keywords = "Swine, Meat, CTX-M, CMY-2, ESBLs",
author = "Yvonne Agers{\o} and Aarestrup, {Frank M{\o}ller} and Karl Pedersen and Seyfarth, {Anne Mette} and Tina Struve and Henrik Hasman",
year = "2012",
doi = "10.1093/jac/dkr507",
language = "English",
volume = "67",
pages = "582--588",
journal = "Journal of Antimicrobial Chemotherapy",
issn = "0305-7453",
publisher = "Oxford University Press",
number = "3",

}

Prevalence of extended-spectrum cephalosporinase (ESC)-producing Escherichia coli in Danish slaughter pigs and retail meat identified by selective enrichment and association with cephalosporin usage. / Agersø, Yvonne; Aarestrup, Frank Møller; Pedersen, Karl; Seyfarth, Anne Mette; Struve, Tina; Hasman, Henrik.

In: Journal of Antimicrobial Chemotherapy, Vol. 67, No. 3, 2012, p. 582-588.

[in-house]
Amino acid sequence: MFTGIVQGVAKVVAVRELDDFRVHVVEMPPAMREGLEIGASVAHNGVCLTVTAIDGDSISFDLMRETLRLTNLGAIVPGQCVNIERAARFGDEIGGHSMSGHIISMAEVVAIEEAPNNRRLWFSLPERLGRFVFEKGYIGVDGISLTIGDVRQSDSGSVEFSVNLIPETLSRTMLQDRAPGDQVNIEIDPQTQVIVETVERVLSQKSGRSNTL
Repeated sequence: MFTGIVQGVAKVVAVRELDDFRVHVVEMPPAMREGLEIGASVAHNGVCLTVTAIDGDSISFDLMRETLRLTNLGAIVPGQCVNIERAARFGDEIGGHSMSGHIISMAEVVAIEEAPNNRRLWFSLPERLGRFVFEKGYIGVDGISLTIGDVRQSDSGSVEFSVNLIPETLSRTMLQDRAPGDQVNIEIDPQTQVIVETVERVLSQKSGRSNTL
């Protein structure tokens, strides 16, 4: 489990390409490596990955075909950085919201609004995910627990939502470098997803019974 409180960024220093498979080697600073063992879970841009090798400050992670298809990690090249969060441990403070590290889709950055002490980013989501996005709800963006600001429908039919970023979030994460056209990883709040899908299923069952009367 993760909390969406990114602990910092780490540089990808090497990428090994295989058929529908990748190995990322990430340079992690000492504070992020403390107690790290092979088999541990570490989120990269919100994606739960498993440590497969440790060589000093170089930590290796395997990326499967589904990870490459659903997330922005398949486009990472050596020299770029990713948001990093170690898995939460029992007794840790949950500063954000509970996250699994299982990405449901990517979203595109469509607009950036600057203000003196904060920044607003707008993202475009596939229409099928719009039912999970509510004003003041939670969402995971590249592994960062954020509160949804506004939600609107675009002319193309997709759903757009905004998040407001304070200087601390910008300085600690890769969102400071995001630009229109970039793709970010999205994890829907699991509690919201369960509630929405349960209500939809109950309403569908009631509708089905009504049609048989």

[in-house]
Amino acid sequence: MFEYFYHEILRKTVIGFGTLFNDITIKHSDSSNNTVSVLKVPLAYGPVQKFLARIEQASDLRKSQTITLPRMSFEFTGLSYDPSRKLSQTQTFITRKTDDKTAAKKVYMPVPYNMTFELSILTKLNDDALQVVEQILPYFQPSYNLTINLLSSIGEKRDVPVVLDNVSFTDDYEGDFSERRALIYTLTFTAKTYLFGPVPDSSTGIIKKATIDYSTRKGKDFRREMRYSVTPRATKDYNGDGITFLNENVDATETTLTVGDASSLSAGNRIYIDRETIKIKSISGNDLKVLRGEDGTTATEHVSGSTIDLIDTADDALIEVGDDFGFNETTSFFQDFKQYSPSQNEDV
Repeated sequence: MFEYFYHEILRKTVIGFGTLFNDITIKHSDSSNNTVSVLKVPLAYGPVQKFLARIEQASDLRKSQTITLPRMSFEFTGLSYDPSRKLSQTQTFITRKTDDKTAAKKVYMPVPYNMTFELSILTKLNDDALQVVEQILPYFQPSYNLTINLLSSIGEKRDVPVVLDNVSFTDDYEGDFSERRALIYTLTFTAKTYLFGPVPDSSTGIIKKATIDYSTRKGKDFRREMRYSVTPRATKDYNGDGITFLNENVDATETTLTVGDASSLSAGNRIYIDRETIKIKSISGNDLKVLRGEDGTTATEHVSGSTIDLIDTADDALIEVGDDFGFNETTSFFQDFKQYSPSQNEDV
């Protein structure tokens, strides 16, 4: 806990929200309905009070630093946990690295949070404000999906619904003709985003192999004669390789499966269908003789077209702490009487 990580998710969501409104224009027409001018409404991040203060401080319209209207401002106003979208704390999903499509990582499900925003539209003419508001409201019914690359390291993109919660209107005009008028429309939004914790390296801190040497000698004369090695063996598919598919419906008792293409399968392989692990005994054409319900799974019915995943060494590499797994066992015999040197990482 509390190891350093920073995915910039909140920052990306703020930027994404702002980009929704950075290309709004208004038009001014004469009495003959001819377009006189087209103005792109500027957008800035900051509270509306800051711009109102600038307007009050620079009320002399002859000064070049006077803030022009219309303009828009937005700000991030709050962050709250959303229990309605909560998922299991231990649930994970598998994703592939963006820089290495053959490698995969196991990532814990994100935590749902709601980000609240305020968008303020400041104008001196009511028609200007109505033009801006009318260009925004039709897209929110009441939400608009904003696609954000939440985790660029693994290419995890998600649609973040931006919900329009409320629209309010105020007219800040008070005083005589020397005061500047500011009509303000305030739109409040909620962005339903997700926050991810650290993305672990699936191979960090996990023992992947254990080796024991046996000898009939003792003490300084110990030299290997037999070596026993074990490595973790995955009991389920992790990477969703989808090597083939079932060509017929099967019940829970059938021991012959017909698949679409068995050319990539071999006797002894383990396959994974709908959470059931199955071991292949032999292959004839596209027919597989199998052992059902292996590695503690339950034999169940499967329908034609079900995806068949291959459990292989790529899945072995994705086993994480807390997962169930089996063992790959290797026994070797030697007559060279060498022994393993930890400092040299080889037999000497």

Research output: Contribution to journalJournal articleResearchpeer-review

TY - JOUR

T1 - Prevalence of extended-spectrum cephalosporinase (ESC)-producing Escherichia coli in Danish slaughter pigs and retail meat identified by selective enrichment and association with cephalosporin usage

AU - Agersø, Yvonne

AU - Aarestrup, Frank Møller

AU - Pedersen, Karl

AU - Seyfarth, Anne Mette

AU - Struve, Tina

AU - Hasman, Henrik

PY - 2012

Y1 - 2012